“I’ve got one email right here, saying, ‘What concrete actions do you intend to take about these earthquakes?’”
Conley said he and the county attorney talked with State Rep. Phil King, who said they were going to do a study.
Scott told the court there is no standard insurance policy in the State of Texas that covers earthquakes, and that an additional rider must be added.
There is nothing the county can do at this point, Judge Mark Riley said.
“There’s no disaster structure at this point for what’s happening up there,” he said. “We can’t assist. Emergency management has no role. Obviously, if we reach some huge monetary damage, then ...”
“If something bad does happen — if a bad earthquake does happen — how would we respond to that?” Scott asked.
“You stay away from the hole,” Riley replied.
Other local response
The Upper Trinity Groundwater Conservation District, a groundwater regulatory authority for Montague, Wise, Hood and Parker counties based in Springtown, says it has been involved in ongoing studies relating to what, if any, role injection wells or fracking might have in the recent earthquake outbreaks in North Texas.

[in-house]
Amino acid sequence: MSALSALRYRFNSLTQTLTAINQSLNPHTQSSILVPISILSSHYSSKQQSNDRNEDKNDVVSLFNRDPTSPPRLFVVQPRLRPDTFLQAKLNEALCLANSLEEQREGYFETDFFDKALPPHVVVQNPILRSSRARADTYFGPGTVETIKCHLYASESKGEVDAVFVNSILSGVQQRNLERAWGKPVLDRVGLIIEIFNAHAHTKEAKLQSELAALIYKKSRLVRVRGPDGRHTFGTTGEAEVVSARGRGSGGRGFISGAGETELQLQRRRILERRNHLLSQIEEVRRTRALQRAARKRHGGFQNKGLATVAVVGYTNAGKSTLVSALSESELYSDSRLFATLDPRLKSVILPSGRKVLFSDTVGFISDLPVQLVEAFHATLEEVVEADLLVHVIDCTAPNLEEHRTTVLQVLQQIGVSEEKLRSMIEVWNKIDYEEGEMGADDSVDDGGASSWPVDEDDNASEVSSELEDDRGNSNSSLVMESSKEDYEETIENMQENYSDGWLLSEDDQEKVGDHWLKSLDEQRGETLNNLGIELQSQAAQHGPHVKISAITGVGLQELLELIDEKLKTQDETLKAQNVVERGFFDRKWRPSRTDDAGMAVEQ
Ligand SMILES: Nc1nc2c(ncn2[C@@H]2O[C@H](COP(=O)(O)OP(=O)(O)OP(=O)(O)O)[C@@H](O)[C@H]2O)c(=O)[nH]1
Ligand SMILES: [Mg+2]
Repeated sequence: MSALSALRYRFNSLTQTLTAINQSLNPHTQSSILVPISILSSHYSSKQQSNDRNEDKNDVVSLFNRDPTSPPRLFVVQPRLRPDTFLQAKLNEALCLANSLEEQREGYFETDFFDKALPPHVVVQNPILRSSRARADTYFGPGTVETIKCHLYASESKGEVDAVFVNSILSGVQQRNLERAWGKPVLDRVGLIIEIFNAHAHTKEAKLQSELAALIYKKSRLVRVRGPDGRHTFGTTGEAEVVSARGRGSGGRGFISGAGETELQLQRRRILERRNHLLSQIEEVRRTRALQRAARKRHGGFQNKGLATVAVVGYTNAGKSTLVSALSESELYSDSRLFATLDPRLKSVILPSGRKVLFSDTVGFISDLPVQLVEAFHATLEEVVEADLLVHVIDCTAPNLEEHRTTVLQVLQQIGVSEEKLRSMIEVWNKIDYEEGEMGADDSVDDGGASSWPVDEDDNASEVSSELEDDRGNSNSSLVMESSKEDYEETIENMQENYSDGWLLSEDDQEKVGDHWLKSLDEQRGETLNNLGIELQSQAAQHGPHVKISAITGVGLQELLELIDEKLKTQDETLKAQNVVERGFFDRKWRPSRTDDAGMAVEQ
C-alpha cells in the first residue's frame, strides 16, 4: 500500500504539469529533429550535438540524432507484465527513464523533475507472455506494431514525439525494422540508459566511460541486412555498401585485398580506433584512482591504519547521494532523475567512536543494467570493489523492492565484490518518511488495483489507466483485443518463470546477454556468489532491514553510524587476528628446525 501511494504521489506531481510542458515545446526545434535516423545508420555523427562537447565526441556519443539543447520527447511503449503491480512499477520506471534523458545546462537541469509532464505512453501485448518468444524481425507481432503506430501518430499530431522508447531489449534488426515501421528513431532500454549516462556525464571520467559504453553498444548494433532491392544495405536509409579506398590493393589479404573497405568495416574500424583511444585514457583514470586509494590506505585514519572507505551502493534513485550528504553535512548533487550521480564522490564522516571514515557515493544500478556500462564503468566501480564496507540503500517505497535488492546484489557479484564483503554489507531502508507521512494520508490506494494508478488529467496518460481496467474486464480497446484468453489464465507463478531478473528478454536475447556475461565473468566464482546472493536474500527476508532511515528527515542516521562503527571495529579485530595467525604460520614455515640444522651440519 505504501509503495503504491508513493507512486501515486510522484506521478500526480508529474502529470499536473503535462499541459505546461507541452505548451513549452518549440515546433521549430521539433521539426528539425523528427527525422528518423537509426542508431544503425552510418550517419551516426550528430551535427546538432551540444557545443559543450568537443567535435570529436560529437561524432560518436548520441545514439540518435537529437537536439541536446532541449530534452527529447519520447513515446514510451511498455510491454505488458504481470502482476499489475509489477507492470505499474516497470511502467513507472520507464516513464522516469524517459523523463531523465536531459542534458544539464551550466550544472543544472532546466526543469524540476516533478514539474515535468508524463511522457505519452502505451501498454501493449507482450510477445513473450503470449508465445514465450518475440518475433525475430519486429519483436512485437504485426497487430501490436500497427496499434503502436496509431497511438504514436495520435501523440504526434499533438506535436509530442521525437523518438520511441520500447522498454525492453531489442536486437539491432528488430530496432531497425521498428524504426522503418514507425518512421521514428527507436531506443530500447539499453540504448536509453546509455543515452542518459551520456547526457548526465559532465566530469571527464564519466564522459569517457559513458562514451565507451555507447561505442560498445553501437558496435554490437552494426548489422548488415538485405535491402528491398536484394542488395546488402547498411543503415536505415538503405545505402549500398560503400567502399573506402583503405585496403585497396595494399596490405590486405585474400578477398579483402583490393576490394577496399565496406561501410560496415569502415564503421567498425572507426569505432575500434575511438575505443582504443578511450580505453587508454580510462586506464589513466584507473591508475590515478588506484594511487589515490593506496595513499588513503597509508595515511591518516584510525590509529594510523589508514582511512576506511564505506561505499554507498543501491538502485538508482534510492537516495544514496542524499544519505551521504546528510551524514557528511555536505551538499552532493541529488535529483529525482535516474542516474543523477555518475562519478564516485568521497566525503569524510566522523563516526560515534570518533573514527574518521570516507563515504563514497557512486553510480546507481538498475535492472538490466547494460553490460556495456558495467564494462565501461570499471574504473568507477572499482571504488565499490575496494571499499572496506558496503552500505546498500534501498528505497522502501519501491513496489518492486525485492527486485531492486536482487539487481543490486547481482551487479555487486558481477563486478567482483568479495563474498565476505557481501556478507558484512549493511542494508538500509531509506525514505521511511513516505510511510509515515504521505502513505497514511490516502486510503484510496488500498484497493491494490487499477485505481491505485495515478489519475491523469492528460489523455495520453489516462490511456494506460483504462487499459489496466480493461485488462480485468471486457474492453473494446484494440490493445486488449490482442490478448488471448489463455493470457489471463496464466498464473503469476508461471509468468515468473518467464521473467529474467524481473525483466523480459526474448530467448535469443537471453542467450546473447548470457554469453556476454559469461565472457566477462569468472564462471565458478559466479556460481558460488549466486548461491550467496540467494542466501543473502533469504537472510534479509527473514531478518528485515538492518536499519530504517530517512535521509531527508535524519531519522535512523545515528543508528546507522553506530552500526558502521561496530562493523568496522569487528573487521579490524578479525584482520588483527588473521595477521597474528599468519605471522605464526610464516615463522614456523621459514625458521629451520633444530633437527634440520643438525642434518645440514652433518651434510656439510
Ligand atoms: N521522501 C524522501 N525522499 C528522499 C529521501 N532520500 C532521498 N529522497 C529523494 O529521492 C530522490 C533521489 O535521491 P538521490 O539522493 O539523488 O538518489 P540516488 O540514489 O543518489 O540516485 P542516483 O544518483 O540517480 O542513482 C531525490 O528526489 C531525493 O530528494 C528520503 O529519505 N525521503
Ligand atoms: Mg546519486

“We don’t have any authority to do anything about [the earthquakes],” General Manager Bob Patterson said. “We also don’t have any authority over hydraulic fracturing or injections wells. That’s all a function of the railroad commission.”
“Now we are definitely concerned about it because of the fact that it may affect groundwater. And so we’re doing extensive work with TCEQ, the railroad commission and about three different hydrogeological firms and looking into those issues. Plus we’re cooperating on the Environmental Protection Agency’s study on hydraulic fracturing as well as injection wells.”
“We are looking into it,” Patterson said. “There is no firm conviction at this point that it is due to either one of those processes. It’s too early to tell. There’s a lot of studying going on by different groups. In any case, it could be a serious problem.”